Entries in Vuma Strike R8 (3)



Horses Grazing

A Case for Vuma Strike R8

Debbie Odell MSc Agric, Pr. Sci. Nat. Consultant nutritionist for Vuma Horse Feed.

debbie odell - equine nutrition cosultantDebbie OdellFeeding performance horses is somewhat of an art that evades perfection even after hundreds of years of concerted effort. One commonality in the feeding of performance horses is the need to supply high energy diets to facilitate the required workload. These diets are commonly grain based, with more emphasis, lately, being placed on fats and oils as an energy source. As we have discovered from bitter experience, we walk a fine line between supplying energy needs for effective training and performance, and breaking down the horse through grain overload. The digestive anatomy of the horse gives us practical clues as to how we should be feeding.

Digestive anatomy of the Horse

The horse is classified as a hind-gut fermenter. In simple terms, this means that the "front end" of the digestive system is similar to any other monogastric animal (e.g. man, chicken, pig etc), and that digestion takes place in the classical manner, by enzymatic breakdown and absorption of the end-products through the gut wall. The "back end" of the digestive system is housed within an enlarged colon and caecum, and breakdown of nutrients here is accomplished almost exclusively by microbial fermentation (similar to the processes in the rumen of a cow). The foregut (stomach and small intestine) has a small capacity (about 38% of the total) relative to the capacity of the hind gut. This would suggest that the horse is not well suited to large single meals, but rather to continuous intake of a high fibre diet. The hind gut contains a "microbial soup" - a host of different microbes which break down and utilize the substrate provided by the diet. Any feed that passes through the stomach and small intestine undigested, will be subjected to microbial fermentation in the hind gut. The end-products of the fermentation process are mainly volatile fatty acids, heat and gas.

However, horses need high energy diets in order to perform, and grains form the mainstay of such diets. The problem with high grain diets results from the disruption of the sensitive pH balance in the hind gut. The hind gut microbial population is not static, but changes depending upon the substrate provided. A diet high in carbohydrate and low in fibre will favour the microbial population with the capabilities of utilizing these substrates, to the detriment of others. The health of this microbial population is essential to the health of the horse. Sudden changes in diet will cause a radical die-off of segments of the microbial population that are not able to survive the new gut conditions. These dying microbes produce toxins which cause damage to the gut lining and may in turn enter the bloodstream, causing colic, and laminitis in acute cases.

High Grain Diets

Any excess of grain, over and above the capacity of the foregut to digest, enters the hindgut and is presented to the microbes for fermentation. The microbial population will change in order to accommodate the change in substrate. The microbes that are suited to fermentation of carbohydrate will proliferate, at the expense of others who will find the gut environment no longer suitable to their needs and will die. The end products of carbohydrate fermentation include volatile fatty acids and lactic acid, the presence of which will cause a reduction in the pH (i.e. a more acidic environment) in the hind gut, causing the gut lining to undergo degenerative changes and the hind gut to become "leaky" allowing toxins produced by the rapid die-off of microbes to enter the bloodstream.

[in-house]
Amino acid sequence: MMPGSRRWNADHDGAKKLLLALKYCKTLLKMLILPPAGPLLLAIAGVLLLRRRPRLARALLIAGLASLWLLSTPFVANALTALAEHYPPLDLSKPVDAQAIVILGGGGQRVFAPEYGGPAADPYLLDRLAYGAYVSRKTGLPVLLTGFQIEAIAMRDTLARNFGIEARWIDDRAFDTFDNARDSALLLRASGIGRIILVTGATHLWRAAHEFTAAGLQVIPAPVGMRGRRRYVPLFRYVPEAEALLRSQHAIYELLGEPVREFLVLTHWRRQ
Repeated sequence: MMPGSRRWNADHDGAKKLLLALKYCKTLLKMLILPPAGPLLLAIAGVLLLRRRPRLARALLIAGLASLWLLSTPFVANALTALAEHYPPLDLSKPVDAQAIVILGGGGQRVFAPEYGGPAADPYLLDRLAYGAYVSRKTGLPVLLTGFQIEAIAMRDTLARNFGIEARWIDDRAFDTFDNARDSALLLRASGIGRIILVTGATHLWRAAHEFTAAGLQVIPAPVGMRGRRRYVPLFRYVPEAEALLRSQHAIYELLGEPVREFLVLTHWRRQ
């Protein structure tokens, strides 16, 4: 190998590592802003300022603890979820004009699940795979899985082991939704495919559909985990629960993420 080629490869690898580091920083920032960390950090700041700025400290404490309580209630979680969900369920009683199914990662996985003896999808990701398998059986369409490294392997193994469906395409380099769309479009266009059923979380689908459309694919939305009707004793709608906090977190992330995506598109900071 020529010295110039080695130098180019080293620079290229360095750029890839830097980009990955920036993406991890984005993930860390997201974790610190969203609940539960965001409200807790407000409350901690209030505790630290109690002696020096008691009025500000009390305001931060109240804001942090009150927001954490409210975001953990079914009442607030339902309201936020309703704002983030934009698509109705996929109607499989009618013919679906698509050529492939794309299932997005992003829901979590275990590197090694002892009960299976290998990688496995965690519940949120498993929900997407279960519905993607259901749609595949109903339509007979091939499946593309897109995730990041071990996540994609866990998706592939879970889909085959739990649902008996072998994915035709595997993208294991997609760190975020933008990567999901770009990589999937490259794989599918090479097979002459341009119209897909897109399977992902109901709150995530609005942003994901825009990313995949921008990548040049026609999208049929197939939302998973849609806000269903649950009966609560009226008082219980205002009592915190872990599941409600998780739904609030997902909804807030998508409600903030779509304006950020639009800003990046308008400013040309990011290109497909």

Laminitis, Colic and Liver Function

Grain overload and resultant intestinal disease, are the most common cause of laminitis in horses. Toxins produced by the rapidly dying microbes that find access to the bloodstream through a compromised intestinal wall have been implicated in the development of laminitis. Studies in the USA have shown that over 45% of racehorses in training suffer from subclinical laminitis. Although not detectable at the trot, discomfort at the gallop where the pressure on the foot can exceed 1 ton per square inch, will reduce speed and result in "unexplained" poor performance.

In addition the lactic acid produced by fermentation of carbohydrates causes a generalized hind gut acidosis with a concomitant increase in blood lactate levels. Colic is often associated with elevated blood lactate levels. The liver of the horse will attempt to mop up the toxins entering the bloodstream, and will in the process also be compromised, contributing to elevated liver enzyme levels on blood tests.

Lighten Up!

The most classic cases of grain overload appear in horses which remain thin no matter how much is fed. The normal reaction to a horse that lightens up considerably is to "up the feed". In some cases though, the horse may not respond, or will respond by lightening up more. At this point the call to the feed manufacturer is made! The classic symptoms in these cases are soft and sour droppings, an indicator of gastric acidosis, and providing further concentrate will only exacerbate the condition. Although counter-intuitive, the correct way to deal with the condition would be to reduce the concentrates and increase the roughage portion of the diet. It is important to realize that this is a chronic condition and it is often remarkable how well these cases will respond to a period of spelling at grass.

"Tying Up"